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Differential complex formation via paralogs in the human Sin3 protein interaction network.

By Mark K Adams, Charles A.S. Banks, Janet L. Thornton, Mihaela E. Sardiu, Maxime Killer, Cassandra G. Kempf, Laurence Florens, Michael P Washburn

Posted 04 Nov 2019
bioRxiv DOI: 10.1101/830828 (published DOI: 10.1074/mcp.RA120.002078)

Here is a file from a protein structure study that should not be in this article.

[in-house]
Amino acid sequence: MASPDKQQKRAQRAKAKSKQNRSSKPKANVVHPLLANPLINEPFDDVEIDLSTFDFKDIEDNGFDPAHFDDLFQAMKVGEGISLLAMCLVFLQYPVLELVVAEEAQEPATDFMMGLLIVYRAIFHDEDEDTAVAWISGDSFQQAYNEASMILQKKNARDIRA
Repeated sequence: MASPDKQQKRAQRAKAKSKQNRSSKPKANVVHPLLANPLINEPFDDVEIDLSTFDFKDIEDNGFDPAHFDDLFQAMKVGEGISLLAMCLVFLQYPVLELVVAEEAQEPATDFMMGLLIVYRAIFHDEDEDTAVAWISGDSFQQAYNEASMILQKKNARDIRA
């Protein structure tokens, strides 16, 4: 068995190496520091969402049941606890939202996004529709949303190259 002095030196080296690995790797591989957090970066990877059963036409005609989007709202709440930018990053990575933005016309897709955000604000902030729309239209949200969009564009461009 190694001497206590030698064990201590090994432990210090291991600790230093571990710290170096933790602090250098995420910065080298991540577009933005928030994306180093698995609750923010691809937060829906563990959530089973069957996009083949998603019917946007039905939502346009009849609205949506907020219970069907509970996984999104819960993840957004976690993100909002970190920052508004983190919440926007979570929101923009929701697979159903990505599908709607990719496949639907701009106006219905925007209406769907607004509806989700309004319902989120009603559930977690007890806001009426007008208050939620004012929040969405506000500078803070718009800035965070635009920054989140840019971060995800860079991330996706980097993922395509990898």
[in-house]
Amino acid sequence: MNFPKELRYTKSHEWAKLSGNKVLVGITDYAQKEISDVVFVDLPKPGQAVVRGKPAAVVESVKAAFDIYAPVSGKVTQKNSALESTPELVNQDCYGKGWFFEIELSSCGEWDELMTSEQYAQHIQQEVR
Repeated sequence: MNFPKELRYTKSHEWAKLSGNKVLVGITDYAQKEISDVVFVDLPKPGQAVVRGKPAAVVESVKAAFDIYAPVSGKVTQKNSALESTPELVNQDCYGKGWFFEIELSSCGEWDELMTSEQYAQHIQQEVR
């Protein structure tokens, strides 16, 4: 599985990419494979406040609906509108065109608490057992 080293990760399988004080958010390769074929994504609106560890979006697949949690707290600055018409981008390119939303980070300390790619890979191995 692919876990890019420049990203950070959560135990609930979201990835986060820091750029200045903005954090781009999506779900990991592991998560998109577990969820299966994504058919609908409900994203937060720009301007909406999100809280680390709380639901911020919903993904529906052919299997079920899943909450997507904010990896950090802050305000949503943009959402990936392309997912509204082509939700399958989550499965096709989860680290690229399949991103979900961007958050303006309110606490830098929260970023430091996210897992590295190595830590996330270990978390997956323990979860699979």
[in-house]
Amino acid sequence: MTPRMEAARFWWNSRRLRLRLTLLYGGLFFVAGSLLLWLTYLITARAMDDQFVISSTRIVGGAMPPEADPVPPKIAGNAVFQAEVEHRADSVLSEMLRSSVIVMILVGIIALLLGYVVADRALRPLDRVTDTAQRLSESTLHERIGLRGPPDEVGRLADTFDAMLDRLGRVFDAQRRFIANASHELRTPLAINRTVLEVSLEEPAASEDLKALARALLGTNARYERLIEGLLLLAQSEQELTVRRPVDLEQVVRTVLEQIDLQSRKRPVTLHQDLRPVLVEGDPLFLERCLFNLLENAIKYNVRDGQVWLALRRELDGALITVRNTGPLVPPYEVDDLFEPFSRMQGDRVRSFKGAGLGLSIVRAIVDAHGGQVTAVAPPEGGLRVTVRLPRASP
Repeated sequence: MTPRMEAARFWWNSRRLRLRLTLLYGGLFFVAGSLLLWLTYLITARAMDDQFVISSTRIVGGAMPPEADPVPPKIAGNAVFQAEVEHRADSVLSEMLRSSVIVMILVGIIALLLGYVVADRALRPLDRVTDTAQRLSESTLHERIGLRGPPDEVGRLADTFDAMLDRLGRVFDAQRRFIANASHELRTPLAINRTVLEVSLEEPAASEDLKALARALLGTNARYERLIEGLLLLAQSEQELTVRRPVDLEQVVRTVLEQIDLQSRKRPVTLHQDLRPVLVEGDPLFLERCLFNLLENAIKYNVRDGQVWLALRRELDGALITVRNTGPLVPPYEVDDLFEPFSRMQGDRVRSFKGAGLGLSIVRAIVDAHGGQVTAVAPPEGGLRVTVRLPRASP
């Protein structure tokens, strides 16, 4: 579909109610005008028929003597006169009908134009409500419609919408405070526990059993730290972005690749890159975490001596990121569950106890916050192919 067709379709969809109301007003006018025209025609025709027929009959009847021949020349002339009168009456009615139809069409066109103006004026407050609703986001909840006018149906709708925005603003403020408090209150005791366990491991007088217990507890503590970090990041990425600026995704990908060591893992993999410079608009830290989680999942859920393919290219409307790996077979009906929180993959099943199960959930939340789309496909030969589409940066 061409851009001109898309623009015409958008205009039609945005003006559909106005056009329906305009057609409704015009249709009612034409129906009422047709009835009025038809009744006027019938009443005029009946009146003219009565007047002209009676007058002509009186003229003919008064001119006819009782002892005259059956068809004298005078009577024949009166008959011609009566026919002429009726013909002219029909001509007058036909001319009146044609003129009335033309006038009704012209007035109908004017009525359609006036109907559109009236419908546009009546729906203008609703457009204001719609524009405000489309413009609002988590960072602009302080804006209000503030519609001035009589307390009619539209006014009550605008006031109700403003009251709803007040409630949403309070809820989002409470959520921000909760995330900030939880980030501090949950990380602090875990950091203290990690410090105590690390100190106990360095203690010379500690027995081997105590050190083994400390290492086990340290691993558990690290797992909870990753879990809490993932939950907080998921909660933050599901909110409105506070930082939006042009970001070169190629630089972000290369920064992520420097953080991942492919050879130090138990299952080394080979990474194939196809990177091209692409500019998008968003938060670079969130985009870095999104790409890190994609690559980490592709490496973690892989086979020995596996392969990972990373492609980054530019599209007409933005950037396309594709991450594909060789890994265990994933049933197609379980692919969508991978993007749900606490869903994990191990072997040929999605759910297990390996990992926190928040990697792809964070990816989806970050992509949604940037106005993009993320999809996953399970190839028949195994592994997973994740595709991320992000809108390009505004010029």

Despite the continued analysis of HDAC inhibitor efficacy in clinical trials, the heterogeneous nature of the protein complexes they target limits our understanding of the beneficial and off-target effects associated with their application. Among the many HDAC protein complexes found within the cell, Sin3 complexes are conserved from yeast to humans and likely play important roles as regulators of transcriptional activity. The functional attributes of these protein complexes remain poorly characterized in humans. Contributing to the poor definition of Sin3 complex attributes in higher eukaryotes is the presence of two Sin3 scaffolding proteins, SIN3A and SIN3B. Here we show that paralog switching influences the interaction networks of the Sin3 complexes. While SIN3A and SIN3B do have unique interaction network components, we find that SIN3A and SIN3B interact with a common set of proteins. Additionally, our results suggest that SIN3A and SIN3B may possess the capacity to form hetero-oligomeric complexes. While one principal form of SIN3B exists in humans, the analysis of rare SIN3B proteoforms provides insight into the domain organization of SIN3B. Together, these findings shed light on the shared and divergent properties of human Sin3 proteins and highlight the heterogeneous nature of the complexes they organize.

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